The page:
On Tuesday evening the Africa All Party Parliamentary Group (AAPPG) held a meeting to discuss UK visas for African citizens with contributions from a number of British politicians who have links to Kenya.
The APPG for Africa together with AFFORD and the APPG for Malawi began gathering evidence and information last month on following questions:
- What is your experience of supporting African nationals in applying for visas to attend conferences / events / training sessions in the UK?
- How many times have you supported African nationals to apply for a UK visa, of whatever type?
- How many were rejected or approved? What were the most common grounds for refusal given? How many were granted, but too late to allow the participant to attend?
- For those that reapplied, how many were subsequently granted visas? What circumstances changed in their application? Did they resubmit with additional information? And did the visa arrive in time for them to attend the event?
- Have you seen any evidence of inconsistency in decision-making regarding visa applications?
- What do you understand to be the main barriers to submitting successful visa applications for African nationals? And can you estimate how many might have decided not to visit the UK because of the difficulty of obtaining a visa?
The meeting had been preceded by a debate in the House of Commons where Newcastle Central MP Chi Onwirah raised the issue of visa refusals with the Foreign and Commonwealth Office Secretary of State.
At the meeting to discuss the issue, Stafford MP Jeremy Lefroy, who worked in the coffee industry in Tanzania and founded Equity for Africa, stated that the UK Visas and Immigration government agency needs to allow a model whereby organisations and sponsors can act as guarantee for visa applications.
Lord Steel who was raised partly in Kenya said that “the legal obligation needs to be changed to that of the sponsor/invitation sender- financially and legally.”
“The system has no personal element to it anymore,” he added.
Heywood and Middleton MP Liz McInnes questioned whether delays to via applications were a deliberate policy or was the department just overwhelmed.
The LIFT Festival, who believe there is a bias against the creative industry, cited an example where two identical applications were submitted with one allowed and the other refused. They said they suspect quotas and the private agency not being able to carry out the job being responsible.
A representative from the Ugandan High Commission was frustrated with a situation where government officials and university vice chancellors were being denied entry into the country with no refunds being given when the visas were refused.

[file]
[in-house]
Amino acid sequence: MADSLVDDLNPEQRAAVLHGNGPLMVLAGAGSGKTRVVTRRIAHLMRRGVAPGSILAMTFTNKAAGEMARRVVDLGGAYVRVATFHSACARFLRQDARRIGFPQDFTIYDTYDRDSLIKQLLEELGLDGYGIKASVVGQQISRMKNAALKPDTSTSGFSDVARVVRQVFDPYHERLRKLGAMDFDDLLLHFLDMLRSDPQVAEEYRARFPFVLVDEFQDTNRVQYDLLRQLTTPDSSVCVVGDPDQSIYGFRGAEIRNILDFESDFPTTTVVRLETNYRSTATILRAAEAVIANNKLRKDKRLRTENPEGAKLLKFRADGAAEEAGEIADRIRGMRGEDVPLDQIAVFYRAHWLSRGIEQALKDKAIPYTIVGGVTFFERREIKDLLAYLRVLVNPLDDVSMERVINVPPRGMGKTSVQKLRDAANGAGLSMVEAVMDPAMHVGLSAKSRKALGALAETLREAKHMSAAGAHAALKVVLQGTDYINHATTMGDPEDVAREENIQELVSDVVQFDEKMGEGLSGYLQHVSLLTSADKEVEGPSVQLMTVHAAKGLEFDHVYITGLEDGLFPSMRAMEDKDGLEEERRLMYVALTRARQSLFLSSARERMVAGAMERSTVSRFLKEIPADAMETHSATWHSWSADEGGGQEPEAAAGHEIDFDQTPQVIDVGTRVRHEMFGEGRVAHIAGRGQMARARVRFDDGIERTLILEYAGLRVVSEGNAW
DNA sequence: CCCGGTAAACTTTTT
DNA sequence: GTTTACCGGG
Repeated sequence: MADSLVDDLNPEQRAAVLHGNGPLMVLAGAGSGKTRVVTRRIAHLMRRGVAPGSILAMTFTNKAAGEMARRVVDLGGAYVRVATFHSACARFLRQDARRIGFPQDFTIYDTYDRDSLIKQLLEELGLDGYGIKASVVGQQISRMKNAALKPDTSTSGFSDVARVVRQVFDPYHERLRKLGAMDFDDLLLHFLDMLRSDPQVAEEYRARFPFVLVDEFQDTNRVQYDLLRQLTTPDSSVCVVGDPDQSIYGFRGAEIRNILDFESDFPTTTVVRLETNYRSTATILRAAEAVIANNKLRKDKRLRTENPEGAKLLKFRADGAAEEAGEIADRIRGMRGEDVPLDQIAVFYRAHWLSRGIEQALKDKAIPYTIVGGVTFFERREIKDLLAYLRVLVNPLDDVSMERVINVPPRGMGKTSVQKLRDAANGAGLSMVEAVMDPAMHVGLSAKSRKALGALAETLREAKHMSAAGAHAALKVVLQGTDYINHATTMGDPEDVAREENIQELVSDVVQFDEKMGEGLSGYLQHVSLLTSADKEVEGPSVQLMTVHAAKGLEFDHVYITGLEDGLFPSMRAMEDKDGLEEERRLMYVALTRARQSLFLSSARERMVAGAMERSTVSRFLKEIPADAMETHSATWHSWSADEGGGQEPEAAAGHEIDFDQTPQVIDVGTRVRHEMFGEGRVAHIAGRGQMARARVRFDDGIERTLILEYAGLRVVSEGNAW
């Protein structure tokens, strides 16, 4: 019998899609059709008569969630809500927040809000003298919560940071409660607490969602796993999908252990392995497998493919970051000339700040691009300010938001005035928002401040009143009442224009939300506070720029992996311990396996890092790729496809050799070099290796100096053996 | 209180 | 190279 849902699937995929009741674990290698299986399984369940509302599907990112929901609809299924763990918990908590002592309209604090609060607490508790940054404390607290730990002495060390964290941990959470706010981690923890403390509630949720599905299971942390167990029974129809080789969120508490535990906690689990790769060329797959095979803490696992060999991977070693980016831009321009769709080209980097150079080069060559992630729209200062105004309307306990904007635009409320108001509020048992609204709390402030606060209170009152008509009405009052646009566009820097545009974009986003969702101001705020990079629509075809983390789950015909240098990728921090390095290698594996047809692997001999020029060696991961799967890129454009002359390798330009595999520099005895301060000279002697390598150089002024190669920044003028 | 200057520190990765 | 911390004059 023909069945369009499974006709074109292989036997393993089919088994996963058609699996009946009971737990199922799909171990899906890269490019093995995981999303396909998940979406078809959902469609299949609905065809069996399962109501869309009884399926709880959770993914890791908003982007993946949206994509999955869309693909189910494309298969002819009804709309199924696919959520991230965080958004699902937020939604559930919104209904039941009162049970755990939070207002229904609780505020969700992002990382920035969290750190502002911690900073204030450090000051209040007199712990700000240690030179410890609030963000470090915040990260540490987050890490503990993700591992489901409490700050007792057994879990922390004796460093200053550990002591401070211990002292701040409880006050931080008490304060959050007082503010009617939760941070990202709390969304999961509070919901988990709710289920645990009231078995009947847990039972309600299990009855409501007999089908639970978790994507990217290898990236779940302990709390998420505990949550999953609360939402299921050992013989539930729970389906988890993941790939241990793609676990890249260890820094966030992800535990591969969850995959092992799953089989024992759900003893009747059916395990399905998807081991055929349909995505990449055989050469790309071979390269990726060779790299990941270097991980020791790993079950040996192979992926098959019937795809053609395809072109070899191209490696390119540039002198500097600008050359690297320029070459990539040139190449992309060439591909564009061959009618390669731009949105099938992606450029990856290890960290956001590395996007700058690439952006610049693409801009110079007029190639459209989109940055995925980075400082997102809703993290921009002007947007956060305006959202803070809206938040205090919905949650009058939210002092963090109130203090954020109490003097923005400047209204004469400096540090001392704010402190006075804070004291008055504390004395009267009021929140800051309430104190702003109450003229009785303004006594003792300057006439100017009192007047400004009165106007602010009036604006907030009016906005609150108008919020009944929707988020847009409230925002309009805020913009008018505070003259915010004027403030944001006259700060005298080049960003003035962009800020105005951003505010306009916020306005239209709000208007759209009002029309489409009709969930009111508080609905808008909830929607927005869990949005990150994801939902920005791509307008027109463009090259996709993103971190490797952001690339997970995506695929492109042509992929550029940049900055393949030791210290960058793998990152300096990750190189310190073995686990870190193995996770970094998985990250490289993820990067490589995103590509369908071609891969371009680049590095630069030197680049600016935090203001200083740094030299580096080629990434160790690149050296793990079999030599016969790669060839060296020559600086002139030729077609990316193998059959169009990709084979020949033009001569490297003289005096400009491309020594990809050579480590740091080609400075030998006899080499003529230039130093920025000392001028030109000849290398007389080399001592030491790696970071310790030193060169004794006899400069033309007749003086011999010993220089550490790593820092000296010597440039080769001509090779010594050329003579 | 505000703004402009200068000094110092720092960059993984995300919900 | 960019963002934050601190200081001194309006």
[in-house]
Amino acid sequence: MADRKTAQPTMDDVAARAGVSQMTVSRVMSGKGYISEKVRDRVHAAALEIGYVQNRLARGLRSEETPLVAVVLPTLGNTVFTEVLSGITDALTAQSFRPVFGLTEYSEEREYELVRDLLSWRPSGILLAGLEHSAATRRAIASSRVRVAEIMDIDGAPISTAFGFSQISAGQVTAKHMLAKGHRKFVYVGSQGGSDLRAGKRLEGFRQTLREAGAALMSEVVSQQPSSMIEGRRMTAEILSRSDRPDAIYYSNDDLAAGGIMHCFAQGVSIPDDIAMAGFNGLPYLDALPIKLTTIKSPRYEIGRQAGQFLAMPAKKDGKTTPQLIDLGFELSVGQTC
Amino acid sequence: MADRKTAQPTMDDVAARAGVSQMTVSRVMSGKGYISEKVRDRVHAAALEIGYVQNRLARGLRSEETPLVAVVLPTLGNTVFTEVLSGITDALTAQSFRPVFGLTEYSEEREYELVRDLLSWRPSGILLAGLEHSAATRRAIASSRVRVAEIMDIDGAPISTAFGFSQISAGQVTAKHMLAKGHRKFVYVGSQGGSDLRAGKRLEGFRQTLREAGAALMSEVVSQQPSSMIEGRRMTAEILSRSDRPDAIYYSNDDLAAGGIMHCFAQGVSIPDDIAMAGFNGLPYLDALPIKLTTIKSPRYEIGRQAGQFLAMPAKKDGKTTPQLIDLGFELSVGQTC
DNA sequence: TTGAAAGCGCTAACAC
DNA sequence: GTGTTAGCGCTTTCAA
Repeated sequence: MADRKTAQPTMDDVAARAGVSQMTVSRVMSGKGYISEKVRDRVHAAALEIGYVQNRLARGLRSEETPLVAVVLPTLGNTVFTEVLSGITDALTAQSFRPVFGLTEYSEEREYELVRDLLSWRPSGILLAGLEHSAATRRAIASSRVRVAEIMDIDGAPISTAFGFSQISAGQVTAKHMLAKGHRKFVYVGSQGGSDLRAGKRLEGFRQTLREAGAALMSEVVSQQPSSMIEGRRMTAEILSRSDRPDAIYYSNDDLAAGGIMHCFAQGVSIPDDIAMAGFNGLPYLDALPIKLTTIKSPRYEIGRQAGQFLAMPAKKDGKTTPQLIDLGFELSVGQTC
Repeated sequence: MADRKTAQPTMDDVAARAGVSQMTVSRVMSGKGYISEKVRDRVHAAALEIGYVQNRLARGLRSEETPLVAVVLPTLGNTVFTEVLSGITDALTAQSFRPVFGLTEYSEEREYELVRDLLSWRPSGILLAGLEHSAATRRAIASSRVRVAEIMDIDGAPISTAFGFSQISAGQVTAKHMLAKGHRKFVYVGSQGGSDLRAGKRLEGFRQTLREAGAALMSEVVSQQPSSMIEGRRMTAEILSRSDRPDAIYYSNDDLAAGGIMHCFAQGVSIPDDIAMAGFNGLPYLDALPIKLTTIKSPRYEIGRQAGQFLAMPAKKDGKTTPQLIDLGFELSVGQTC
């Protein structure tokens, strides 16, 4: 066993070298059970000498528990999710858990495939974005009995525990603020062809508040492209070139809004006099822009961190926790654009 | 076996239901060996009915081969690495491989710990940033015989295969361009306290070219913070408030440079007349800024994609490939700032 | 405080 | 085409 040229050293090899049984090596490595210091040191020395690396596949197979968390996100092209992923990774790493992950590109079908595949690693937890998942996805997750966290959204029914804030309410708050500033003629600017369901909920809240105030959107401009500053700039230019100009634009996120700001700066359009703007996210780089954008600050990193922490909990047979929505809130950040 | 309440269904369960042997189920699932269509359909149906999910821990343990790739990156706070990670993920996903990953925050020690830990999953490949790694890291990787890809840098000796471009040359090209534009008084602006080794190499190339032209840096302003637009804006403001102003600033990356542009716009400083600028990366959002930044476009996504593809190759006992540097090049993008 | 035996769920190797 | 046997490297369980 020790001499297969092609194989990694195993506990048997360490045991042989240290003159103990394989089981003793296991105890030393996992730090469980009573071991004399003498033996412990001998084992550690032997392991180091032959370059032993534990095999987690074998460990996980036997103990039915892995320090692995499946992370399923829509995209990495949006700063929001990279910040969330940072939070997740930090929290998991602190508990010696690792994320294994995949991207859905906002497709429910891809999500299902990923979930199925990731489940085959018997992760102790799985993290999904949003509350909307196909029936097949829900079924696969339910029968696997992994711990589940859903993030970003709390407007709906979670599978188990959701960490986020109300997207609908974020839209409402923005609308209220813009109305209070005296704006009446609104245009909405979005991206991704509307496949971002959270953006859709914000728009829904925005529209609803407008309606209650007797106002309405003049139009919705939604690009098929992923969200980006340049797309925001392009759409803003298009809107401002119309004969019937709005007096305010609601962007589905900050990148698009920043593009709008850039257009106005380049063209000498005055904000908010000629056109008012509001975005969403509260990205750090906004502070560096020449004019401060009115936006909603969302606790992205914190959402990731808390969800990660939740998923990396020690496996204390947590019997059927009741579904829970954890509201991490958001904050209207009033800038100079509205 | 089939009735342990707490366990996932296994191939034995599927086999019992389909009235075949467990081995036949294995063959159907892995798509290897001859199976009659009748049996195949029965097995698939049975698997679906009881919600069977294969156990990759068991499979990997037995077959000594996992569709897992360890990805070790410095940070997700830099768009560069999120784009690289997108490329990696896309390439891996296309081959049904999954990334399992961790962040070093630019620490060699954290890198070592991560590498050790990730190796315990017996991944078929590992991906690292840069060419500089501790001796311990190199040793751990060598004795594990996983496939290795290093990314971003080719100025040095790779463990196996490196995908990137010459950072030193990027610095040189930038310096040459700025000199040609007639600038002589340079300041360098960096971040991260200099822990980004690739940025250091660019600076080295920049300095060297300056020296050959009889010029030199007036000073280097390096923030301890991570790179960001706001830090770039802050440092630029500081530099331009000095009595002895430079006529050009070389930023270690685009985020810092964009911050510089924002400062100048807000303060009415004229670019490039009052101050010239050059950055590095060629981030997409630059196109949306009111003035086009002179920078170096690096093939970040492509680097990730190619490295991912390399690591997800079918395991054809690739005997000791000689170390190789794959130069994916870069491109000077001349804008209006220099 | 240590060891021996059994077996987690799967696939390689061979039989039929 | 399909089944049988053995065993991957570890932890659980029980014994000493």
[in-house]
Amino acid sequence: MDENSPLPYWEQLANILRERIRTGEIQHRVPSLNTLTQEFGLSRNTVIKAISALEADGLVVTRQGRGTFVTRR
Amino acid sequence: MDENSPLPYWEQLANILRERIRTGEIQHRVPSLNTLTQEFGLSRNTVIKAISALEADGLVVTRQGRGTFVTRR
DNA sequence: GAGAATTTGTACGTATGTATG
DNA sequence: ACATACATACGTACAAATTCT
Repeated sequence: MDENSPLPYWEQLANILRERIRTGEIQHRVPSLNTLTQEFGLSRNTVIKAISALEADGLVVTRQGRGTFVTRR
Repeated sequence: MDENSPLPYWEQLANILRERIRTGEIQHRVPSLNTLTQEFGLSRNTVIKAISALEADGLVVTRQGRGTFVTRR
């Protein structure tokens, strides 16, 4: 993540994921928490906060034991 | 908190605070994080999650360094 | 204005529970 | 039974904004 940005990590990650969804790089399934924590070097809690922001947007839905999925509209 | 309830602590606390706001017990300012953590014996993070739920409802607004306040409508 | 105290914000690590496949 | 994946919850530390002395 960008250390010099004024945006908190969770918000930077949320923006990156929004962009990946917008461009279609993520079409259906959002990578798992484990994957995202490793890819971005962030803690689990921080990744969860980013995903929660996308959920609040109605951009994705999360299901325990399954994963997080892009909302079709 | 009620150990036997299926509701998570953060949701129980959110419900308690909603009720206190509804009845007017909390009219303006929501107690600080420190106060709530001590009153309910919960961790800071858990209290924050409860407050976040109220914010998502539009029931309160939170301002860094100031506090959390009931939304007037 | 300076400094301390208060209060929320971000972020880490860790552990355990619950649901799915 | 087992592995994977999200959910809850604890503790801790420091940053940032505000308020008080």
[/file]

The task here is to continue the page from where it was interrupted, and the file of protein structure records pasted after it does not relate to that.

Birmingham University’s Insa Nolte said some of the reasons given for refusal could be construed or interpreted as prejudice. According to ActionAid, the high cost of using visa helplines was a huge barrier while solicitor Iain Halliday called for the right of appeal to be reinstated to improve accountability.
The Catholic Agency For Overseas Development (CAFOD) argued that the issues they had with the process were the intrusive information required, economic barriers and there being no right of appeal. They also highlighted a case where bishops refused entry into the UK were granted a US visa in a single day.
This argument was taken up by the African Studies Association who said that women were asked for more intrusive evidence than men such as proof of marriage and land ownership.
A former MP candidate for Green Party said that the targets in immigration are creating are culture of refusal bias and prejudice.
Matt West from De La Rue, who operate in Kenya, advised that when writing sponsorship letters they need to be clearly worded to expressly say that the applicant will return.
Albert Tucker expressed concern that the UK was missing out on partnerships in business, explaining that 7per cent of the African population is under 35 and that many young African entrepreneurs travel to China to source products to import and sell at home.
He added that there needs to be a change in culture as reputation and money was being lost it was not in the UKs interest to allow this to continue.
Following the meeting, the Foreign Office Secretary of State promised to take up the issue of African visitors having their visa applications refused twice as often as the average.
UK Visas and Immigration is a division of the Home Office responsible for the United Kingdom’s visa system. It was formed in 2013 from the section of the UK Border Agency that had previously administered the visa system.